Reader’s comment on Prom 14: Stuttgart Radio SO/Norrington – review | Music | The Guardian
It was an immense, indescribable joy to celebrate our wedding anniversary at “one of the most important symphonic concerts in a very long time” with Mahler’s Ninth and a champagne & strawberries picnic.
The comments to this review will be quoted as reason #390502 why it’s great to live in London. The Proms are reason #390501. I’m rapidly getting addicted to classical music concerts; it’s going to be an expensive winter.
We’re going to see Rossini’s William* Tell at the Royal Albert Hall tonight. The conductor is Antonio Pappano. And because this is part of the BBC Proms - “the world’s greatest classical music festival” - a ticket will only cost £5.
Whenever I get fed up with living in London, I should remind myself of the glory of such important British cultural institutions as the BBC, which treat art, entertainment and information in such respectful, democratic ways: we’re totally spoilt here, it really doesn’t get better than this.
If you don’t live in London you can listen to all Prom concerts live on BBC Radio3.
*should this be Guillaume (the opera’s in French)? Wilhelm (the guy was Swiss, and the libretto was adapted from the Schiller play)? Guglielmo (Rossini’s Italian)?
Minimalism, electronic fusion, and early English choral music don’t generally sit together comfortably within the same sentence, still less on the same classical disc. That fact alone makes Seeing Is Believing worth a listen, aside from these superb performances.
Twenty-nine-year-old American composer Nico Muhly has an extraordinary CV for his age. Achievements include works being premiered by the Chicago Symphony and the New York Philharmonic, a collaboration with Björk, and composing the film score for The Reader. If all this weren’t enough, shortly after this review is posted English National Opera will perform the British première of his first opera, Two Boys, with its thoroughly modern storyline about the darker side of the internet. In other words, think Muhly, think youthful no-rules classical, full of cross-genre inventiveness, and indeed that’s exactly what you get with Seeing Is Believing.
Seeing Is Believing references the ancient practise of observing and mapping the sky. His third album for Decca Classics, it punctuates four of Muhly’s original compositions with three of his orchestral arrangements, of motets by Byrd and Gibbons. Miserere Mei is particularly fascinating for the fact in which initially it appears to be a literal orchestration job, thanks to the way he has carefully conserved the original vocal part-writing. However, upon the opening of the “Zion is wasted” section, everything changes. Carefully placed little modern twists appear in the shape of registral extremes in the piano and gamelan gongs, which surprise, delight, and thoroughly update the originals whilst maintaining all their sense of antiquity and sacred dignity. It’s genius. They’re mesmerising complements to his original compositions, which are edgy, sometimes delicate, vital works, heavy with the influence of the great American minimalists but also drawing from modern electronic idioms. The title-track, a concerto for electric violin, is a case in point, played with brilliance by Thomas Gould. Equally brilliant are the Aurora Orchestra’s performances. In the motet arrangements, their playing style is a delicious amalgam of early and contemporary playing styles, whilst the original works are presented with energy, dynamism and a sheer joy in the music.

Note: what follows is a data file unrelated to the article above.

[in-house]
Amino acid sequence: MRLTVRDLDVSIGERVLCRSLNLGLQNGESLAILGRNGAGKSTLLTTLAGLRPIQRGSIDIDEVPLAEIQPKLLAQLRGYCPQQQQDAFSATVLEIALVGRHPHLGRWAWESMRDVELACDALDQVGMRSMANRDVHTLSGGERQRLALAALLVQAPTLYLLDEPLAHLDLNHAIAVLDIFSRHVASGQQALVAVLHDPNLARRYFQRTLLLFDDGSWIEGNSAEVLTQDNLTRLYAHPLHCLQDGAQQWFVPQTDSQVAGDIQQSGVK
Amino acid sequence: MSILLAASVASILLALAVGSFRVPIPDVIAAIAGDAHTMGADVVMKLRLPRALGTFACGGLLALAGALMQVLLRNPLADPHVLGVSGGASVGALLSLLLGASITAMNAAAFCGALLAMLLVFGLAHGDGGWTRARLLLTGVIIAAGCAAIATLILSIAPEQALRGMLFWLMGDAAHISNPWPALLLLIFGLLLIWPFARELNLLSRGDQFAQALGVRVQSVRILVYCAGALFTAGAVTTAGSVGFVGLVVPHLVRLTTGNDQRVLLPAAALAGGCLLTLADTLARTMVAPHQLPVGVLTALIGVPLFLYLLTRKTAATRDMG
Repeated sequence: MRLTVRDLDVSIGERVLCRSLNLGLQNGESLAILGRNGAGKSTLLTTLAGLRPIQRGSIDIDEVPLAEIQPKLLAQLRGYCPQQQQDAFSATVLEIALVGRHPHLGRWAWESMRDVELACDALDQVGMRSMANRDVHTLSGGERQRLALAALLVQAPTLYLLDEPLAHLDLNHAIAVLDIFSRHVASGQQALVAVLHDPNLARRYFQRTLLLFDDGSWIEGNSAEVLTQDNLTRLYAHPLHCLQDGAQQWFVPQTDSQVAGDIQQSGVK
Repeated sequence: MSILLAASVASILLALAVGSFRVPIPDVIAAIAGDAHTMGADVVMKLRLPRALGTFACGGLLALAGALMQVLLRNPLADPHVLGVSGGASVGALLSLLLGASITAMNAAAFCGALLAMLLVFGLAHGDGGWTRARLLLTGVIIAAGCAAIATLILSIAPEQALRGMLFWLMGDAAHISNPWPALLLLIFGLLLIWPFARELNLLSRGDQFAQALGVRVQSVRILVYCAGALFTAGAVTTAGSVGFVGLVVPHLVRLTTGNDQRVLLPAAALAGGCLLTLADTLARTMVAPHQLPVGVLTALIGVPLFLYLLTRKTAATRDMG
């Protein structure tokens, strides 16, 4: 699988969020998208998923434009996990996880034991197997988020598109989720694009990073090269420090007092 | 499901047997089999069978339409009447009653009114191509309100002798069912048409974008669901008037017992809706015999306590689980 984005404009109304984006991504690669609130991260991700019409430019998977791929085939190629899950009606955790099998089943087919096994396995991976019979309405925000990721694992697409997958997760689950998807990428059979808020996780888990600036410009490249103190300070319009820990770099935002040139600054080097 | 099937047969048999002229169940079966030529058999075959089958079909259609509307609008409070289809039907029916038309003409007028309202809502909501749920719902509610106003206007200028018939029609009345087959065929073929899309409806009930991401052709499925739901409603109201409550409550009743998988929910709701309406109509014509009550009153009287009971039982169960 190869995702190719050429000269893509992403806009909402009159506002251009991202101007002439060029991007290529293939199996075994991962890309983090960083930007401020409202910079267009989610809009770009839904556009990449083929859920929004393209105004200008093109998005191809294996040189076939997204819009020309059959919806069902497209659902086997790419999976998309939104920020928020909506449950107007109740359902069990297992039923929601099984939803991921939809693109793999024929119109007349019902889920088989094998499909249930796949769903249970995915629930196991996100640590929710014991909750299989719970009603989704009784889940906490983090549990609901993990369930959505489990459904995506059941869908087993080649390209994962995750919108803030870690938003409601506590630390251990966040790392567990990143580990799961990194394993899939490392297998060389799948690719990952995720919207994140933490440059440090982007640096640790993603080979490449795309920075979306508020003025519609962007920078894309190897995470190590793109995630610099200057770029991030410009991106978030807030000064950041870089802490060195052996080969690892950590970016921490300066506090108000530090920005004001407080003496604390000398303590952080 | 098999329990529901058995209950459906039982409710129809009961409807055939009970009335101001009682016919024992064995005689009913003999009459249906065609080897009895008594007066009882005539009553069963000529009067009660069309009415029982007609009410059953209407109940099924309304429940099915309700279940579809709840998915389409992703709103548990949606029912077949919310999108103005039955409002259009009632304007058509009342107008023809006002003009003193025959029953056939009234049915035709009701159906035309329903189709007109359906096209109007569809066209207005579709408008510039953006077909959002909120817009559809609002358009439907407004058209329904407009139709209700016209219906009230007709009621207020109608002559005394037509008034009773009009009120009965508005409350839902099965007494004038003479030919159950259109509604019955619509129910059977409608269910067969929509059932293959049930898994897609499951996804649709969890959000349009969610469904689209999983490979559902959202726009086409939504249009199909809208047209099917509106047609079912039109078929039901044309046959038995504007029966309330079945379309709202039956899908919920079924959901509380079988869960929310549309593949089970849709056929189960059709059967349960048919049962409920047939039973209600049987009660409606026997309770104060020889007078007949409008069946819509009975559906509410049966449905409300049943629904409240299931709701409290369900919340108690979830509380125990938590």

If Muhly is a new name to you, then this beautifully performed disc is the one to get hold of. His music is clever, young, complex and multi-faceted. It’s also capable of beguiling listeners of all ages, classical ‘experts’ and newcomers alike. You can’t ask for more than that. (via)
This is awesome, check it out (click image for streaming)
London is covered by a thin veil of snow; a strong English breakfast tea, and porridge with raisins and cinnamon were had for breakfast; I’m pulling on my winter boots and heading out into the cold. Good morning tumblr. May Shostakovich be with you.
Sixteen cannon shots are written into the score of the Overture. Beginning with the plaintive Slavic Orthodox Troparion of the Holy Cross played by eight cellos and four violas, the piece moves through a mixture of pastoral and martial themes portraying the increasing distress of the Russian people at the hands of the invading French. This passage includes a Russian folk dance, At the Gate, at my Gate. At the turning point of the invasion—the Battle of Borodino—the score calls for five Russian cannon shots confronting a boastfully repetitive fragment of La Marseillaise. A descending string passage represents the subsequent retreat of the French forces, followed by victory bells and a triumphant repetition of God Preserve Thy People as Moscow burns to deny winter quarters to the French. A musical chase scene appears, out of which emerges the anthem God Save the Tsar! thundering with eleven more precisely scored shots. The overture utilizes counterpoint to reinforce the appearance of the leitmotif that represents the Russian forces throughout the song. (Read more)